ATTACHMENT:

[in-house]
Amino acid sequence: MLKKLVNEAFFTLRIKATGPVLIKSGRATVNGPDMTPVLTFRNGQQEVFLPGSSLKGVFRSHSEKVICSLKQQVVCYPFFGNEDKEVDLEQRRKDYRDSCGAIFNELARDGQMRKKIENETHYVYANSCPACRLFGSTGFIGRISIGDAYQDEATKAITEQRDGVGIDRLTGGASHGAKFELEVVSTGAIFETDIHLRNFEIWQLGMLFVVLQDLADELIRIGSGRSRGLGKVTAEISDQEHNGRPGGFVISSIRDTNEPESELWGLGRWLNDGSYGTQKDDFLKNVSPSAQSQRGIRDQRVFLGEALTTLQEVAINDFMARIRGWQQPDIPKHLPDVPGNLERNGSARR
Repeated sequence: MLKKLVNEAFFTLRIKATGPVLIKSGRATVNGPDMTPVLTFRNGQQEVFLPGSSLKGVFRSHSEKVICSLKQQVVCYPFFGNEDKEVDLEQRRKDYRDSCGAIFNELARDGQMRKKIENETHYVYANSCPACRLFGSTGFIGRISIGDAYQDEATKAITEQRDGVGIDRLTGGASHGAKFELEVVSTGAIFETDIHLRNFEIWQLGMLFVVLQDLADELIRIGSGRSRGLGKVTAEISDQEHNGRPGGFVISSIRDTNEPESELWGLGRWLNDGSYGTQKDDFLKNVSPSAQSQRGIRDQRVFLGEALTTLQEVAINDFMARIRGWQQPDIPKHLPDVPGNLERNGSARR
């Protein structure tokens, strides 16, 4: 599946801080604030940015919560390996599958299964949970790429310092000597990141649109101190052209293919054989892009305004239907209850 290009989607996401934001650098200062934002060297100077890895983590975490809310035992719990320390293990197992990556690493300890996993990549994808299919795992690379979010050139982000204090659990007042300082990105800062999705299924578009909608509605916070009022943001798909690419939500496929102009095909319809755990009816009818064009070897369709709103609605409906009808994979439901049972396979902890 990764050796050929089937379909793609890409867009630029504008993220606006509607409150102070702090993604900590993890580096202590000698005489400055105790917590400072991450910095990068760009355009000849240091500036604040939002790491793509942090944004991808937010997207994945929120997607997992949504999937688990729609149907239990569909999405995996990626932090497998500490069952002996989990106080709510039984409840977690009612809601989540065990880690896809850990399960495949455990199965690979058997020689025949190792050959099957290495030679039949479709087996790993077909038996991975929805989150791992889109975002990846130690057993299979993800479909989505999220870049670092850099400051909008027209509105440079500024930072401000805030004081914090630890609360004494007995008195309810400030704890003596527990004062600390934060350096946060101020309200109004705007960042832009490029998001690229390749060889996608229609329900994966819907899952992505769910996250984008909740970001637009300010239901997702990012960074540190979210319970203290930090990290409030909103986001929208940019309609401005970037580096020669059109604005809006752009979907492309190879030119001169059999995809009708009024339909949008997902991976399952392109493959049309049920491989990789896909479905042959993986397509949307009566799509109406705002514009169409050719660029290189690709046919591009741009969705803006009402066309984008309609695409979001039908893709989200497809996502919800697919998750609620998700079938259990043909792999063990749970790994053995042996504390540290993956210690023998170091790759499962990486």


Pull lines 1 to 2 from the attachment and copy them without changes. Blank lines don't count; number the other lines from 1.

[in-house]
Amino acid sequence: MLKKLVNEAFFTLRIKATGPVLIKSGRATVNGPDMTPVLTFRNGQQEVFLPGSSLKGVFRSHSEKVICSLKQQVVCYPFFGNEDKEVDLEQRRKDYRDSCGAIFNELARDGQMRKKIENETHYVYANSCPACRLFGSTGFIGRISIGDAYQDEATKAITEQRDGVGIDRLTGGASHGAKFELEVVSTGAIFETDIHLRNFEIWQLGMLFVVLQDLADELIRIGSGRSRGLGKVTAEISDQEHNGRPGGFVISSIRDTNEPESELWGLGRWLNDGSYGTQKDDFLKNVSPSAQSQRGIRDQRVFLGEALTTLQEVAINDFMARIRGWQQPDIPKHLPDVPGNLERNGSARR